Once a treatment regime has been established, short- and long-term treatment goals need to be determined with the aim of modifying the disease course. According to the STRIDE-II and SPIRIT consensus, the primary target for which physicians should aim in the first 3 months of therapy should be symptom control through anti-inflammatory effects of treatment. This target then evolves into deep remission between 3 months and 1 year of treatment, in which the patient should display no clinical symptoms. Beyond 1 year, the goal shifts towards mucosal healing that will ultimately lead to disease modification.6,7 Such a T2T strategy necessitates frequent monitoring to gauge the patient’s progress and to adjust therapy as needed. Along with the treatment goals, clinical and patient-reported outcome responses such as reduction in diarrhoea and cramping pain are suitable for monitoring symptom control; the assessment of deep remission is best achieved using biomarkers, including the normalisation of C-reactive protein (CRP) and faecal calprotectin (fCal) levels. Furthermore, endoscopic healing, normal quality of life (QoL), and absence of disability reflect disease modification in the long term.6,7

The concept of tight monitoring was adopted in the CALM study, which demonstrated that clinical decisions driven by tight monitoring of objective biomarkers paired with clinical symptoms result in superior endoscopic and clinical outcomes in CD compared with symptom-driven care only.8,9 In addition, data from the ongoing REACT2 study indicate that the intensification of treatment based on ileocolonoscopic findings leads to fewer CD-related complications than treatment escalation based solely on symptoms.10 The STARDUST study is the first study to investigate the benefits of T2T in patients with CD by using endoscopy at Week 16 as a decision point for the dose-adjustment of ustekinumab. Additional dose adjustments were allowed based on symptoms as well as biomarkers.11 Compared with a symptom-driven approach, T2T numerically improved the proportion of patients achieving endoscopic response, although other outcomes such as corticosteroid-free endoscopic response, endoscopic remission, and mucosal healing were comparable.12 Achieving mucosal healing is linked to a reduction in surgery, hospitalisations, and treatment failure,13 while simultaneously improving long-term clinical remission rates.14 A more advanced outcome is transmural healing, which can, crucially, be easily monitored using non-invasive intestinal ultrasound (IUS) and is increasingly recognised as an indicator of deep remission that predicts even more favourable outcomes than mucosal healing.15 The results from the STARDUST IUS sub-study suggest that ustekinumab induced transmural healing in 11.9% of patients at Week 16, which increased over time to 24.1% by Week 48.16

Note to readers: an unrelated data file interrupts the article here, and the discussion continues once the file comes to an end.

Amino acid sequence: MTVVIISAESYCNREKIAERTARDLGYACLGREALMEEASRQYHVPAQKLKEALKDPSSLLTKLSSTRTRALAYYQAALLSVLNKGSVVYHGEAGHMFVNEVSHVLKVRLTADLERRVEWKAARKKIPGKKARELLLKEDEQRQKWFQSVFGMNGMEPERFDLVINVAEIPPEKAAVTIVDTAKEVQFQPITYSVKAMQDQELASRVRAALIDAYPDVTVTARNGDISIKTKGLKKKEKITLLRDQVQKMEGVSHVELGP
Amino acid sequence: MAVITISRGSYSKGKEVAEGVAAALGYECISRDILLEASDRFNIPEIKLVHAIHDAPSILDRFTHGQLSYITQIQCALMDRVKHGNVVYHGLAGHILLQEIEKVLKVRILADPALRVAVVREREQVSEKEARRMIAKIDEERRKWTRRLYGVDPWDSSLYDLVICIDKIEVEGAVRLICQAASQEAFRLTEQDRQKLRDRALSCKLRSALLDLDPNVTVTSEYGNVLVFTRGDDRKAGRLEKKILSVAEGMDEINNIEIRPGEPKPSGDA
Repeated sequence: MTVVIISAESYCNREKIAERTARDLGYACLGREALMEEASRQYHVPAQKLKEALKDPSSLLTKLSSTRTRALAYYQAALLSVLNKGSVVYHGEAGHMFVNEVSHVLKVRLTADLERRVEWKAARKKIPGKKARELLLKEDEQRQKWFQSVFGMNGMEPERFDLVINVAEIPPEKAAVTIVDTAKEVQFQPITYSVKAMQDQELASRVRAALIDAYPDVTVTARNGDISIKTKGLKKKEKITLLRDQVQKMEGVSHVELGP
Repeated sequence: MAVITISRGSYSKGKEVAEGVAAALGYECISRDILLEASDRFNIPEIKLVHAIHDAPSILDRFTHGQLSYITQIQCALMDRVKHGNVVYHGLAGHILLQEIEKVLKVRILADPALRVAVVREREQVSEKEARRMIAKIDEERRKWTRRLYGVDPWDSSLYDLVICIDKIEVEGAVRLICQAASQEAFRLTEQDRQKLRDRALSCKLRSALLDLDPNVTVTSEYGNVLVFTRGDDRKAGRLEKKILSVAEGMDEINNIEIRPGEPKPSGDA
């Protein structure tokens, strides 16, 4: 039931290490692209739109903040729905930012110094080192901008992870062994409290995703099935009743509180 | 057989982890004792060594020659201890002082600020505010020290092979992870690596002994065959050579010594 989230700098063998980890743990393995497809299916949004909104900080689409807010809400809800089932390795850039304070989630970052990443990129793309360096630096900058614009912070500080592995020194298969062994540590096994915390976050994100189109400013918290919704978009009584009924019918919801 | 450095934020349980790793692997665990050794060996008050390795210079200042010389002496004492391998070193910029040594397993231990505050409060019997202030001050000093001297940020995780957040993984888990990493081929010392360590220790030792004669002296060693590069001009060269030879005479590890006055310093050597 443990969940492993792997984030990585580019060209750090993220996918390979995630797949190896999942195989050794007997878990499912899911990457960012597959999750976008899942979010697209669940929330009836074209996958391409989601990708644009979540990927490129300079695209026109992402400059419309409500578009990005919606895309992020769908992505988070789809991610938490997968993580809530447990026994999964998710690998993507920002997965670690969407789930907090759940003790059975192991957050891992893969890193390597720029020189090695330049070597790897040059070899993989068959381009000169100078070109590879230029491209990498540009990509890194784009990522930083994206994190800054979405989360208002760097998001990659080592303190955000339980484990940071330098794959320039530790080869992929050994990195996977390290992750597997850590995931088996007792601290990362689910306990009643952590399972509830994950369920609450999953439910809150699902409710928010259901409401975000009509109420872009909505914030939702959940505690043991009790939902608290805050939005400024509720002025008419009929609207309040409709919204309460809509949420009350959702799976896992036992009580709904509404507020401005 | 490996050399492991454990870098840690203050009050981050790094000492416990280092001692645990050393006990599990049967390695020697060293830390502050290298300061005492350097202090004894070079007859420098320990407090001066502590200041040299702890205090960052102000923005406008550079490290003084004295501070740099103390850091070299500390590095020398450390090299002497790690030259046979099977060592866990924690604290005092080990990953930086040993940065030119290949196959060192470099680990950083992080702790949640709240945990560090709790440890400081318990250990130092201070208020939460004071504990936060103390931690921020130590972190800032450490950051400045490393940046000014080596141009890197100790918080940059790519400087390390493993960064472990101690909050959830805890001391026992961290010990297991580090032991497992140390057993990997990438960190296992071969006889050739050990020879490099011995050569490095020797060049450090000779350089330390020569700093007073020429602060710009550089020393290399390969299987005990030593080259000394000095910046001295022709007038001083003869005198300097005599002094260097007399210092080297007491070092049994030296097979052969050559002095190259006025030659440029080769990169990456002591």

The efficacy of ustekinumab has been analysed with a follow-up of up to 5 years in the IM-UNITI study, which demonstrated that 28.7% and 34.4% of patients receiving ustekinumab every 12 weeks and 8 weeks, respectively, were in clinical remission at Week 252.17 Furthermore, ustekinumab improved health-related QoL and maintained its known safety profile throughout the study.18,19 The long-term clinical efficacy of ustekinumab is not only an outcome of clinical trials but is also reflected in the real world. National cohort studies have shown that 42.1–47.7% of patients achieved clinical response and 25.7–39.4% of patients achieved clinical remission by Week 52. Importantly, over 98% of patients had prior anti-TNF experience and most of the patients in clinical response or remission were also corticosteroid-free.20,21

In summary, the early diagnosis and start of effective treatment are critical for the long-term outcomes in patients with CD. Appropriate treatment goals paired with a tight monitoring strategy will result in good persistence and treatment success, which ultimately changes the disease course and allows the patient to achieve full remission and excellent QoL.

Selecting the First-Line Biologic in Crohn’s Disease

Silvio Danese